Football Defensive Delay Of Game Penalty
While many have heard of football's delay of game penalty on the offensive side of the ball, most don't know there is also a defensive delay of game penalty. The defensive delay of game penalty occurs when a defensive player obstructs the ball or an offensive player from getting back to the line of scrimmage in order to run the next play on time.
Delay of game penalties are most frequently called when the offense fails to snap the ball before the play clock expires. The NFL classifies delay of game penalties (other than when the offense allows the play clock to run out) such as an opponent remaining on runner to consume time, undue delay in assembling after a timeout, defensive abrupt non-football movements, spiking or throwing the ball in the field of play, and taking the ball from a downed runner causing delay.
The defense could be called for a delay of game penalty for any of these reasons at any point in the game. Just like offensive delay of game, this penalty exists to make sure the flow of the game runs smoothly by penalizing a team for purposely wasting game time. Although rare, the penalty does exist. Most people do not even know that a delay of game penalty can be called on the defense due to its rarity.
|Defensive Delay of Game||5 Yards||5 Yards||5 Yards||10 Yards||5 Yards|
The result of a defensive delay of game penalty is the same as on the offensive side: five yards lost. The five-yard loss is consistent across high school, NCAA, and NFL football. In contrast to an offensive delay of game penalty, the offense will actually gain five yards on a defensive delay of game penalty. In other words, the defense will lose five yards.
The referee makes the same motion as they would for an offensive delay of game penalty. They will place one arm over the other with both hands going to the opposite elbow. The only difference in the signal compared to an offensive delay of game penalty is that after making the aforementioned motion, the referee will point to the defensive side of the ball.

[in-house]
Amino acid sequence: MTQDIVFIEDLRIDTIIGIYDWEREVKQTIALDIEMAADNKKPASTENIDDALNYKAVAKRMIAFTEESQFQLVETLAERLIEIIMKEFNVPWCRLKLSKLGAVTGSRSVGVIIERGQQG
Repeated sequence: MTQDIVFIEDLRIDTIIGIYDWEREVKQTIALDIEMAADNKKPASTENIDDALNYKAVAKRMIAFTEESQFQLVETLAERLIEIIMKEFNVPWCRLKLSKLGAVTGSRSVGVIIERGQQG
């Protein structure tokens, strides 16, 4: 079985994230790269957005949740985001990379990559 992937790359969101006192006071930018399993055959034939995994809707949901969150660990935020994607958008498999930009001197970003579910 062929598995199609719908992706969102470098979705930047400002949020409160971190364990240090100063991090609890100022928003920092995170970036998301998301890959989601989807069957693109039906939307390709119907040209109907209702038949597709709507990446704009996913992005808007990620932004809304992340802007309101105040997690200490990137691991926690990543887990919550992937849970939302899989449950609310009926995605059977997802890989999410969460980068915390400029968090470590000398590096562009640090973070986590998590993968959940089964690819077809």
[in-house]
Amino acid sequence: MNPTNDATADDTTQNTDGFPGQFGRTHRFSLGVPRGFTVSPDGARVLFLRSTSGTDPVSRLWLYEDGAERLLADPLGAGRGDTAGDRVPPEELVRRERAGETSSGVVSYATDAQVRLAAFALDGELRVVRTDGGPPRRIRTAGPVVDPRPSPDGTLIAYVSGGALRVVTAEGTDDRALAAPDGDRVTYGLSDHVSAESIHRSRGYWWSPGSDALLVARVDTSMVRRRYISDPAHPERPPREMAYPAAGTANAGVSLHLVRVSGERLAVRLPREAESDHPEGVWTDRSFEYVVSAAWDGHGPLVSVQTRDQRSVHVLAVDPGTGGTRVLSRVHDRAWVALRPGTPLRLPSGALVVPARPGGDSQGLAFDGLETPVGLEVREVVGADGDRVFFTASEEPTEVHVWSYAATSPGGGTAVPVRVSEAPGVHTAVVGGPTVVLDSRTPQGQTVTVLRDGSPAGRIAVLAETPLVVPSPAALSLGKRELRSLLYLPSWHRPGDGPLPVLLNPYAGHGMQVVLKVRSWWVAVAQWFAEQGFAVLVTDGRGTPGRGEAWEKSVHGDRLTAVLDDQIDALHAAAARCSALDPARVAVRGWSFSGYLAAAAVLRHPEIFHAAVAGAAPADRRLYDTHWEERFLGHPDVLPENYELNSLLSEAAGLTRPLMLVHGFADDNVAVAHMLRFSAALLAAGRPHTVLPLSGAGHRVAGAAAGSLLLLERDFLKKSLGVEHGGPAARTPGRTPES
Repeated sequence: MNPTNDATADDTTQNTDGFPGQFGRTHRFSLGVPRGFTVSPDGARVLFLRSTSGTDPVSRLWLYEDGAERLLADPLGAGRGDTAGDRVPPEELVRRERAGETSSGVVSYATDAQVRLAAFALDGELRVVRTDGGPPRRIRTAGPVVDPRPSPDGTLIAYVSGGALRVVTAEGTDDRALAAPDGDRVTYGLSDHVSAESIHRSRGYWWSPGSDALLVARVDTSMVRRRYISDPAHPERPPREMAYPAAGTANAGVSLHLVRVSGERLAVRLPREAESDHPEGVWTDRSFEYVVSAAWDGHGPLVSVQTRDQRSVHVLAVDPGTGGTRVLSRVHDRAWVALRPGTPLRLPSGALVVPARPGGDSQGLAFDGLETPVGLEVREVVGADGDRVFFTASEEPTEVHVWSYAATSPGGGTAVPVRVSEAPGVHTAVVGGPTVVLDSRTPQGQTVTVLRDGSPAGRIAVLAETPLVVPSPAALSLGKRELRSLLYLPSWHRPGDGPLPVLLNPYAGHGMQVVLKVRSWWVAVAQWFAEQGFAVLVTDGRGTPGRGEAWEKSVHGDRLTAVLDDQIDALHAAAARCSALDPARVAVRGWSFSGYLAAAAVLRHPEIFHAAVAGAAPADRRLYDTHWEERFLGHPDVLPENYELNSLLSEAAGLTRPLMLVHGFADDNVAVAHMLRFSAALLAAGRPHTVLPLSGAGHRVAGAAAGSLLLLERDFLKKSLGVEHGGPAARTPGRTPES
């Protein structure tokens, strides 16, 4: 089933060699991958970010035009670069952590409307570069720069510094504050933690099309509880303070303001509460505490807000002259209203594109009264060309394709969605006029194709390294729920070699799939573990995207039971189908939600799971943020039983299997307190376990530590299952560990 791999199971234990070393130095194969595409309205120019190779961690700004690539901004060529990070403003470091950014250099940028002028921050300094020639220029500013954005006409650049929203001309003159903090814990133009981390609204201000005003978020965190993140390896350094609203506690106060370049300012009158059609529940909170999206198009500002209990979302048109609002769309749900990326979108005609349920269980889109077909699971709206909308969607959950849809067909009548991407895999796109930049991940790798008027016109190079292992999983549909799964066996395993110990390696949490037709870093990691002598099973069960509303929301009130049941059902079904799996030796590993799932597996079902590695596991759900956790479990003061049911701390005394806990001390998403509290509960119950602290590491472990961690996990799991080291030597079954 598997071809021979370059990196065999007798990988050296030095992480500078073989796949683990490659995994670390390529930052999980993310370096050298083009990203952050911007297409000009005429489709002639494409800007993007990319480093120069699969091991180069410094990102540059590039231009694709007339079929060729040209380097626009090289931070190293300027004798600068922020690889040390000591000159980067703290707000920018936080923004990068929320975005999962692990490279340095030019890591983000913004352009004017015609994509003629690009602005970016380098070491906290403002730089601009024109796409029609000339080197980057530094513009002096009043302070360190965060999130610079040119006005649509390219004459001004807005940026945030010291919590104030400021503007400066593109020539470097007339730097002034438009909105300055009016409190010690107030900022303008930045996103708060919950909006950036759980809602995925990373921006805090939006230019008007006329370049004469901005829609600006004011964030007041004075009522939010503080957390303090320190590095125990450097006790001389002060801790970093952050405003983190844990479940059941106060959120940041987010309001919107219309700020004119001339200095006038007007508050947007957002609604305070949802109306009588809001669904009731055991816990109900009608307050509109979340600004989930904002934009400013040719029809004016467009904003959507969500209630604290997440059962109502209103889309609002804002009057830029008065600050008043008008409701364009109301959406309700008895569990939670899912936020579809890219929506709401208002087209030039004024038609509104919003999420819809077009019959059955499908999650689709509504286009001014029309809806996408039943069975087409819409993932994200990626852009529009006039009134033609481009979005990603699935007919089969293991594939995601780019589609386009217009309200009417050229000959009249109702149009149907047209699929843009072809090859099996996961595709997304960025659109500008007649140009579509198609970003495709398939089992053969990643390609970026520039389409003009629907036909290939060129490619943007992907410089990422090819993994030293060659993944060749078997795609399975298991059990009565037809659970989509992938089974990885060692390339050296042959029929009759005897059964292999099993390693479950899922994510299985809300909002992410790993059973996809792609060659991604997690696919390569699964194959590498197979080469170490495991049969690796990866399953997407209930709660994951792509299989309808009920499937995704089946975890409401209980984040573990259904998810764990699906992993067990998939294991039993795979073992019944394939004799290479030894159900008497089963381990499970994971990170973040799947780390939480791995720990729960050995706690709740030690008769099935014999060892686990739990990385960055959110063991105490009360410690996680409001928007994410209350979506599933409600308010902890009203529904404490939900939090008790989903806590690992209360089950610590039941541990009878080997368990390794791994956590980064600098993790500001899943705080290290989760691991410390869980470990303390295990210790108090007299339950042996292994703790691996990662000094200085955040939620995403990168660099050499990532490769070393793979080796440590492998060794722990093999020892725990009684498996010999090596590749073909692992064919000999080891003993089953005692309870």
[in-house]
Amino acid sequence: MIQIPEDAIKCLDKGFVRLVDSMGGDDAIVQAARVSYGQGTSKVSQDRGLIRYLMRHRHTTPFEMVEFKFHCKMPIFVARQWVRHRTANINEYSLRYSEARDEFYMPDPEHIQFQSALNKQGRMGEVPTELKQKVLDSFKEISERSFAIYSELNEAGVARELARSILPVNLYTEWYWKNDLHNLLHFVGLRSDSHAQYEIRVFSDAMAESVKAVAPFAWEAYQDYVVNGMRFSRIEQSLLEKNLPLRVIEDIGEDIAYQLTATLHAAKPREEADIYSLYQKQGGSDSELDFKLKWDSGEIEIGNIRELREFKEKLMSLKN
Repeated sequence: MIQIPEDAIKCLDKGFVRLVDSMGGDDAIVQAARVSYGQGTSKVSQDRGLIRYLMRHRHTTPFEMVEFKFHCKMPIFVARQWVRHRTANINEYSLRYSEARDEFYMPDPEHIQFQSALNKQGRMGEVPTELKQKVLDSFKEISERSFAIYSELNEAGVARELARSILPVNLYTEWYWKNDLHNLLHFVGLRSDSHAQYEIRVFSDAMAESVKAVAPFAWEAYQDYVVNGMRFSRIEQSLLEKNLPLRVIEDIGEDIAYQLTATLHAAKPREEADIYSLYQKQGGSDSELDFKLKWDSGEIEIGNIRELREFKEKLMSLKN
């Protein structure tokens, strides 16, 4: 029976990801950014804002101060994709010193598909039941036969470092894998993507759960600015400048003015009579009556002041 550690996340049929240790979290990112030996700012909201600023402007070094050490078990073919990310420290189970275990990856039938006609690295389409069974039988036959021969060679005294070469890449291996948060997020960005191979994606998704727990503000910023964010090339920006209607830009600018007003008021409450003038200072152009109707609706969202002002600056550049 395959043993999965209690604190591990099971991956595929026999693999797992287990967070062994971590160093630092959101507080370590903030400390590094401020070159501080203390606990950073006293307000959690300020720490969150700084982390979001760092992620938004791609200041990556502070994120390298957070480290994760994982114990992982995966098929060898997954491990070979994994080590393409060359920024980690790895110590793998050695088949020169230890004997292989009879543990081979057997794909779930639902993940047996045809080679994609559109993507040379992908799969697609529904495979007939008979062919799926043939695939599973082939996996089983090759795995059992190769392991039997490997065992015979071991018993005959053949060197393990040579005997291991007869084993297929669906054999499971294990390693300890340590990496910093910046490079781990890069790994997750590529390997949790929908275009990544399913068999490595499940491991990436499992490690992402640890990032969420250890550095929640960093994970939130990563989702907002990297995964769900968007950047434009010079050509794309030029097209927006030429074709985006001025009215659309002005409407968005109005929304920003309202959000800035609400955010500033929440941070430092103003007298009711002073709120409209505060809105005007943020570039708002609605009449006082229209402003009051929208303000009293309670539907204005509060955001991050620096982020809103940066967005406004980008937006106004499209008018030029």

- A defensive player lies on an offensive player for an excessive amount of time after a play.
- A defensive player takes the ball from a runner after the play and doesn't give the ball to the referee in time.
- A defensive player spikes or throws the ball after a play.
Similar Penalties To Defensive Delay Of Game
What is a defensive delay of game?
A defensive delay of game penalty results in a loss of yardage for the defense. This means that the opposing offense will gain yardage. The exact number of yards a team loses for committing a delay of game penalty can vary depending on what level of football or what league they are playing in. Most football leagues including the NCAA and NFL will penalize a delay of game penalty with a loss of five yards.
What is the difference between an offensive and defensive delay of game penalty?
There are two versions of the delay of game penalty, one charged to the offense and one for the defense. Both result in a loss of five yards for the offending team. Offensive delay of game penalties occur when the offense fails to run a play before the play clock winds down. Defensive delay of game penalties take place when a defensive player prevents an offense from running its next play by interfering with the ball or a player moving back towards the line of scrimmage.
Can a delay of game penalty be called on the defense in football?
Yes, although it is uncommon, delay of game penalties can be called on the defense in football. While most fans view the delay of game penalty as something that only happens when the offense fails to snap the ball before the play clock expires, this is not the case. Delay of game penalties can also be called on the defense when they prohibit the ball or a member of the offensive team from returning to the line of scrimmage for the next play.